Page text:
SAS makes it easy for you to create a large amount of procedure output with very few statements. However, when you create a large amount of procedure output with the Output Delivery System (ODS), your SAS session might stop responding or run slowly. In some cases, SAS generates a “Not
Beginning with SAS® 9.4, you can embed graphics output within HTML output using the ODS HTML5 destination. This technique works with SAS/GRAPH® procedures (such as GPLOT and GCHART), SG procedures (such as SGPLOT and SGRENDER), and when you create graphics output with ODS Graphics enabled. Most (if not all) existing
Learn about the latest product features, changes and upgrade information in new sections of SAS product documentation for SAS® 9.4 and SAS® Viya®. SAS' Kathryn McLawhorn tells us all about them.
Every so often, SAS Technical Support highlights questions that come in on a regular basis. This is one of those times. Here Kim Wilson describes answers to questions covering SAS dates, arrays, and how to reference local PC files from SAS® Enterprise Guide® and SAS® Studio when those applications connect to a SAS® server in UNIX operating environments.
This blog post shows a few samples of graphs and explains how you can use new functionality in ODS Graphics to make your old graphs look new again. And, ODS Graphics is part of Base SAS, which means that all of these techniques work in SAS University Edition.
SAS Technical Support has had several requests from customers who want to use SAS® software to help download their files from a website when there is no application programming interface (API) to do it. This post shows how to automate downloads using PROC HTTP and DATA step, and how to use the HTTP DEBUG statement.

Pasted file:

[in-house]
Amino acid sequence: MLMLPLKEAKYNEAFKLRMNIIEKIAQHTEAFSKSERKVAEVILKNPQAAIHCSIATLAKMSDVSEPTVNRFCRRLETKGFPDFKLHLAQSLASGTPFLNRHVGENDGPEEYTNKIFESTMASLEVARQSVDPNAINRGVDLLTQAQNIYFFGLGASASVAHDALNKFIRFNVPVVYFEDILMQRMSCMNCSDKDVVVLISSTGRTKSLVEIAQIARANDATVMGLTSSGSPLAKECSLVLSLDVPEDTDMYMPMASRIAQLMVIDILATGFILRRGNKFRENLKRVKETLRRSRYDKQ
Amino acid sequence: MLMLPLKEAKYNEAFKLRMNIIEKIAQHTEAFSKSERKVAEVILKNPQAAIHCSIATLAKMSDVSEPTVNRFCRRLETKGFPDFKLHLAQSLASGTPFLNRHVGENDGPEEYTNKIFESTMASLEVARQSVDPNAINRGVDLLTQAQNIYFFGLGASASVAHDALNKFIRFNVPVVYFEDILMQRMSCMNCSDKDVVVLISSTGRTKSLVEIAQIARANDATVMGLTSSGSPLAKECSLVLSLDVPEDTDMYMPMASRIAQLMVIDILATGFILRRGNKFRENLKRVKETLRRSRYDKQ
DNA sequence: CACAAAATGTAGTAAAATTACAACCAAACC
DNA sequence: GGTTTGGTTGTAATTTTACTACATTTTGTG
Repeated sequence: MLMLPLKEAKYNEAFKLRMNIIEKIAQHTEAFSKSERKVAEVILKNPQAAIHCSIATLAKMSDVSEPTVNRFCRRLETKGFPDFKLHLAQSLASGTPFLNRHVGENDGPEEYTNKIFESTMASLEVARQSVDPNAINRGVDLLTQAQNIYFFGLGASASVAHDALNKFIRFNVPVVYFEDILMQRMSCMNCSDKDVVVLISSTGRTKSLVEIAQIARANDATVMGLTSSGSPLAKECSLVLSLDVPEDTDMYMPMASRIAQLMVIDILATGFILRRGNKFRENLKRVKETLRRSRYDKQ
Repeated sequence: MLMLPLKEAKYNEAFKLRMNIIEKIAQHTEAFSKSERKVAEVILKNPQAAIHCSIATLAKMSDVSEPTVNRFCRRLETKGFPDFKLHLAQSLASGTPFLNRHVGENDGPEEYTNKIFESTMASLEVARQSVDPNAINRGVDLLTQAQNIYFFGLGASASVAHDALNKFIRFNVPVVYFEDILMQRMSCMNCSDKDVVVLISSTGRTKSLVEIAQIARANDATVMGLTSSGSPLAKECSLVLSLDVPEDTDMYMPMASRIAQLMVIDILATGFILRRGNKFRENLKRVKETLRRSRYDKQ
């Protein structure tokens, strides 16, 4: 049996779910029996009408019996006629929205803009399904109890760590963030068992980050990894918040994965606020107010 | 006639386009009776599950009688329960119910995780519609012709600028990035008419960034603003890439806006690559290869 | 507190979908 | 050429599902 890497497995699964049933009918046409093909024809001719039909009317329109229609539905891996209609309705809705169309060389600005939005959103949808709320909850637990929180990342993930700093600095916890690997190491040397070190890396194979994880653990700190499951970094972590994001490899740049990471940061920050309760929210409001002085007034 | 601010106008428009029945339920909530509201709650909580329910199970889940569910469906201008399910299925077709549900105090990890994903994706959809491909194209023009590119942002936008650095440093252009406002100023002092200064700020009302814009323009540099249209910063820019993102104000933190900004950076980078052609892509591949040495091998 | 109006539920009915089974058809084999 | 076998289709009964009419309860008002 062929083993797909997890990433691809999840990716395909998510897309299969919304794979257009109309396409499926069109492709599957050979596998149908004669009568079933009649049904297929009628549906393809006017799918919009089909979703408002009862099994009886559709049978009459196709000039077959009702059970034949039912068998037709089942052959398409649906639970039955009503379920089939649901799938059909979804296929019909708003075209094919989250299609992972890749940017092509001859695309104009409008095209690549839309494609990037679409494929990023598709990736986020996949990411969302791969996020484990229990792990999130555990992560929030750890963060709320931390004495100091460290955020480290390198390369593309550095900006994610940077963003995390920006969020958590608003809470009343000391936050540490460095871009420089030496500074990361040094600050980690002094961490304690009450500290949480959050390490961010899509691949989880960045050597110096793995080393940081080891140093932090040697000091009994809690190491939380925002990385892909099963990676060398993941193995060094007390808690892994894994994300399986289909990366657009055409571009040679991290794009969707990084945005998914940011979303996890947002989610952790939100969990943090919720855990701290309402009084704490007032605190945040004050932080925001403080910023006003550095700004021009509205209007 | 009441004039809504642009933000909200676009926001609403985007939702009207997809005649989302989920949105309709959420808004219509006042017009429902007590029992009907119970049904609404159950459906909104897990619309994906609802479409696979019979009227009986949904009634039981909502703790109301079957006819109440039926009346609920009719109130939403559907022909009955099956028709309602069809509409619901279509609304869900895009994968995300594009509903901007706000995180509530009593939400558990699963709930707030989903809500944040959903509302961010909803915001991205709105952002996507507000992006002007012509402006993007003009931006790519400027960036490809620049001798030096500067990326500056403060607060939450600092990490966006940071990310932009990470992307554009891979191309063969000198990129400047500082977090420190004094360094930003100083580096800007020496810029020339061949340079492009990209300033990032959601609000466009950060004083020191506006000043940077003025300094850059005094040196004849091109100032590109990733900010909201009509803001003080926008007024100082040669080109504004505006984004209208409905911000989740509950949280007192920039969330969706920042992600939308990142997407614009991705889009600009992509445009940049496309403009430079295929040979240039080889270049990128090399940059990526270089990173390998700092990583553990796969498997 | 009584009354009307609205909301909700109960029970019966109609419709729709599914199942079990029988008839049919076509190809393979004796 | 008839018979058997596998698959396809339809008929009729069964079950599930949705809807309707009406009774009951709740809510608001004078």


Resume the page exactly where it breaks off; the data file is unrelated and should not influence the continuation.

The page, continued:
Which character variables have the highest frequency count? You can easily determine this using a variety of procedures that calculate frequency count. For example, the FREQ Procedure or the MEANS Procedure. This blog post illustrates this process through two examples.
There are many ways to avoid transcoding problems when you have national language characters in SAS programs that you save from a SAS®9 (English) session and move to a UTF-8 environment. In this article, we'll share tips to help you avoid such issues.
Learn how to change your working directory for SAS. Beginning with SAS® 9.4 TS1M4, you can use a new DATA step function, DLGCDIR, to change the location of your working directory.
The %SYSFUNC macro function allows you to access most SAS® functions. In this blog post, I demonstrate how %SYSFUNC can help in your programming needs when a macro function might not exist. I'll also share the formatting feature that is built in to %SYSFUNC and introduce the %QSYSFUNC that masks the returned value.
Generating HTML output might be something that you do daily. After all, HTML is now the default format for Display Manager SAS output, and it is one of the available formats for SAS® Enterprise Guide®. In addition, SAS® Studio generates HTML 5.0 output as a default. The many faces of
It is not laziness—it is efficiency!!! Programmers are often called lazy; we even call ourselves lazy. But we are not lazy, we are just being efficient. It makes no sense to type the same code over and over again or use more keystrokes than are absolutely necessary. Keyboard Macros You